One of the more interesting trends from MWC-2016 in Barcelona last month is content delivery networks (CDNs) for mobile operators. [A CDN is an interconnected system of cache servers that deliver web content based on geographical proximity. The CDN concept originated in the wire-line Internet world for traditional video services over “best effort” Internet transport.]
A Mobile CDN is a network of servers – systems, computers or devices – that cooperate transparently to optimize the delivery of content to end users on any type of wireless or mobile network. To provide good Qualtiy of Experience (QoE) mobile content delivery networks (CDNs) offer an edge-based path to maintaining consumers’ QoE, aimed at optimizing mobile content delivery on that last-mile link from cell to device.
“Sustaining a good user experience is extremely costly for operators and, despite their efforts to increase network capacity, video quality degrades as content gets more and more popular,” said Expway visit co-founder and CMO Claude Seyrat. “15 percent of videos never successfully start, and 25 percent of users give up when facing buffering. The mobile video market is at a crossroads: video traffic is accelerating and mobile operators have outmost difficulty to tame it.”
A number of vendors were showing CDN technologies at MWC-2016 including Expway, Quickplay and Ericsson. The latter is also working to create a sort of global “super CDN” ecosystem among content providers (Brightcove, DailyMotion, EchoStar, Deluxe, LeTV and QuickPlay) and telcos (Hutchison, Telstra,AIS, and Vodafone). There’s also CDNetworks which claims to have a mobile CDN solution.
LTE Broadcast, a 3GPP feature available on some commercial LTE networks, is a one-to many approach that allows operators to deliver the content once, to a thousand users or more. Expway says it leads to ‘enormous’ bandwidth savings for the delivery of popular content. The company added that with its new offering called FastLane, mobile network operators can enhance their own CDNs or offer additional services with a guaranteed quality of service.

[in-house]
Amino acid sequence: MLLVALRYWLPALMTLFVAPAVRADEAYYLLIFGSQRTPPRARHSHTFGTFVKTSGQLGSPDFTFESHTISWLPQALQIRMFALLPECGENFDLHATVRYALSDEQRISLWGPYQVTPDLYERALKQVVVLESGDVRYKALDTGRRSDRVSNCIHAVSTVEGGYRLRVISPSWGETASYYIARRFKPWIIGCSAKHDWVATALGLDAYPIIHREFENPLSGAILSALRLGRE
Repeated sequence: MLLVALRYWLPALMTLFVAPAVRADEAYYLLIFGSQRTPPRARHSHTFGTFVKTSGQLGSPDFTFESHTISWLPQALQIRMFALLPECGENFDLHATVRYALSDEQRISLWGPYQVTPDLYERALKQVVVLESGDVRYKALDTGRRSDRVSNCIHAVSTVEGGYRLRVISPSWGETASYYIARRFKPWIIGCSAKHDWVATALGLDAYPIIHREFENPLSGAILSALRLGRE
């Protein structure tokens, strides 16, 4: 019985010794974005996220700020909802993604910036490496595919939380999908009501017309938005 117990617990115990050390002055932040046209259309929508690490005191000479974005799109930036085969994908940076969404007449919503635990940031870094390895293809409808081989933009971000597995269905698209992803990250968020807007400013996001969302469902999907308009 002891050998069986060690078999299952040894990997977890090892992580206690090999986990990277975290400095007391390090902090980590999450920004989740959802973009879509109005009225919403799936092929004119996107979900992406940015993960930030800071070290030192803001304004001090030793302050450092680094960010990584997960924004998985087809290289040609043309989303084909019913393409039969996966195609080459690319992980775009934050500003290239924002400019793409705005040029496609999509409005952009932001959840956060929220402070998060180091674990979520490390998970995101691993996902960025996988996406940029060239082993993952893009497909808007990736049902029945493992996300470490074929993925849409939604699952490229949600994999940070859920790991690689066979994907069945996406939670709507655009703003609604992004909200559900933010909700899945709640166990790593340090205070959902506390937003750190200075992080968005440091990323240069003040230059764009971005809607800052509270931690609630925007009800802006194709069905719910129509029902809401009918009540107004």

Related video tech at MWC-2016 included open caching solutions from such vendors as PeerApp and Qwilt. Those vendors are trying to lighten the CDN load on the core network by moving popular content closer to end-users.
Akamai– the world’s leading CDN provider which claims to deliver between 15-30% of all Web traffic – demonstrated a CDN for mobile video delivery at MWC-2015. At this year’s MWC, Akamai announced the commercial availability of its predictive content delivery solutions, intended to help solve mobile video quality challenges. Akamai’s predictive content delivery (PCD) solutions were designed specifically to address the requirements of content providers, video platform providers and mobile network operators, and are available in two configurations: an SDK that can be integrated into existing or new media apps, or the turnkey, white-labelled Akamai WatchNow application. They both allow for pre-positioning or caching of new videos on the end-user device based on user preferences and viewing behavior. This is said to make searching for content easier and allows for offline viewing.
Exactly how many mobile operators will actually buy this new CDN/video technology is not clear. Getting into the video delivery business from entails a pretty steep learning curve, plus major capital and operational expense, and not every mobile operator will be able to afford to participate. Most likely it’ll be restricted to the largest wireless telcos for the foreseeable future, i.e. AT&T, VZW, Vodafone, etc. Barriers to entry will be much more difficult for 2nd and 3rd tier wireless telcos like Sprint and T-Mobile.